4. But, Japan also loves its squat toilets.
Even if you’re not greeted by a singing, dancing robot toilet when you enter a Japanese bathroom, chances are you’ll still be confused by what you find — because if it’s not a space-age honey bucket, it’s basically a hole in the ground. “Japanese-style” squat toilets (called washikis) are still widespread outside of big cities, and most public bathrooms will have a selection of both.

Like a urinal built horizontally into the floor, these “squatty potties” are meant to be mounted in the opposite direction than you would place a Western-style toilet (i.e., facing the plumbing) — a source of confusion for foreigners that often requires hilarious informative diagrams. The younger Japanese generation is flush with reasons to dislike washikis: Aiming for the basin in an unsteady squatting position can sometimes get messy (which may explain the need for bathroom slippers), plus there’s the unpleasant experience of coming face-to-face with your waste.

Traditionalists, however, say that the squat is the most natural and ergonomic way to take care of business, and that washiki use has the added bonus of strengthening leg, hip, and pelvic muscles. With Japan’s famously aging population, though, there are increasing reports of old folks getting down to, well, get down — but having to call for help because they can’t get back up.

5. Japanese women don’t have bathroom gossip sessions.
We’ve all seen it at parties: four girls tumbling out of the bathroom like it’s a clown car. Whether they’re hiding out in the restroom for a girls-only gossip session or taking group selfies in the mirror, it's a truth that when American women need to go to the ladies room, they love to take an entourage. And, why not — how many important conversations have taken place through the stall walls?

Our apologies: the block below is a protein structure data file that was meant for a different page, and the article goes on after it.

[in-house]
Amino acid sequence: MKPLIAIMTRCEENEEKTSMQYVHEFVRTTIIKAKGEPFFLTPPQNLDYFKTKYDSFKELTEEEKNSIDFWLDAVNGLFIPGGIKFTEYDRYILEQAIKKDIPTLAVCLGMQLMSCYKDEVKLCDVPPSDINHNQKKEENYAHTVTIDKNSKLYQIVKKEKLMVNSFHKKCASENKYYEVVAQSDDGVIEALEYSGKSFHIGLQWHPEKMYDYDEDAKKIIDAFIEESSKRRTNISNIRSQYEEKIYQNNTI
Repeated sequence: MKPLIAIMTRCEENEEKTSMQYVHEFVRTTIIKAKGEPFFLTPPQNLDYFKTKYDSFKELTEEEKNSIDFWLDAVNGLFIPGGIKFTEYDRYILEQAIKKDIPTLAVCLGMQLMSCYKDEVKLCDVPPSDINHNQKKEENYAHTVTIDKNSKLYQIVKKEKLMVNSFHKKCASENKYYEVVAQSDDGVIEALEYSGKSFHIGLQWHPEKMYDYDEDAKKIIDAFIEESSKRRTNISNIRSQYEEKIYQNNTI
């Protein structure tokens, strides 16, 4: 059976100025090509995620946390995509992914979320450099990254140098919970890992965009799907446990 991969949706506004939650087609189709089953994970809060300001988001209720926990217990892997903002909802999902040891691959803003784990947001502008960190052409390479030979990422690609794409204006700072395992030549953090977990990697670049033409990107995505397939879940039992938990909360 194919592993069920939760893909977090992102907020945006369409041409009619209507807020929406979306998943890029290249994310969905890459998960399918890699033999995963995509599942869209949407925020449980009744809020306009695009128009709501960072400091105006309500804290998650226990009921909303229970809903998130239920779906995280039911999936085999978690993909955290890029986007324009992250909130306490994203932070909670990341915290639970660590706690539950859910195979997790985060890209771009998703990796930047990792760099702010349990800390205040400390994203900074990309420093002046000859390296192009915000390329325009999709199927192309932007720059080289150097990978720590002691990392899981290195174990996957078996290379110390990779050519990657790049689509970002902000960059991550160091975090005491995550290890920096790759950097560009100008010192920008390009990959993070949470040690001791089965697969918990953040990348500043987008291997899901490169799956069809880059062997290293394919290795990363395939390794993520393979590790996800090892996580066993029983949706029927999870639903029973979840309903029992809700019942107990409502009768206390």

But, the lavatory-summit phenomenon does not exist in Japan, and the proof is in a critical washlet feature not mentioned above — the function that plays a jingle while you tinkle. Though some say that the music is supposed to help relax you for a smooth move, the main purpose of the sonorous capabilities of Japan’s high-tech toilets is to mask the more natural noises associated with relieving oneself. Whether motivated by shyness surrounding bodily emissions or consideration for the delicate ears of fellow bathroom users, Japanese attempts to drown out the toots of noblemen date back to the Edo period, when a water feature called an “urn for covering the sound” was used in five-star inns.

Self-conscious, modern women may repeatedly flush the toilet to drown out their noises, but innovative and eco-friendly Japan has come up with a solution to all that wasted water. Fancy Washlets can now produce classical or jazz music to distract potential listeners-on, while bathrooms that haven’t yet upgraded to the Toilet 2.0 often install a special device just for this purpose: Launched in 1988, it’s called an “Otohime” (which literally means “sound princess” but is also the name of a legendary Japanese goddess who could shape-shift into a sea monster).

Mounted next to the toilet, the motion-sensitive gadget plays startlingly forceful recordings of running water and fake flushing sounds. Guess the inventors weren’t concerned that the Otohime runs the risk of giving the untrained listener the impression that Japanese women pee like racehorses.

Using the loo in Japan may involve a few surprises, but there's one thing you can count on: Ninety-five percent of the time, that toilet is going to be sparkling clean. With the Japanese attention to detail, even the public bathrooms in notoriously icky places like highway rest stops and convenience stores are almost always well stocked, spotless, and freshly scented. So, even though the powder-room customs may be different, there's no reason to fear the unknown — getting used to going to the bathroom the Japanese way just takes a little training.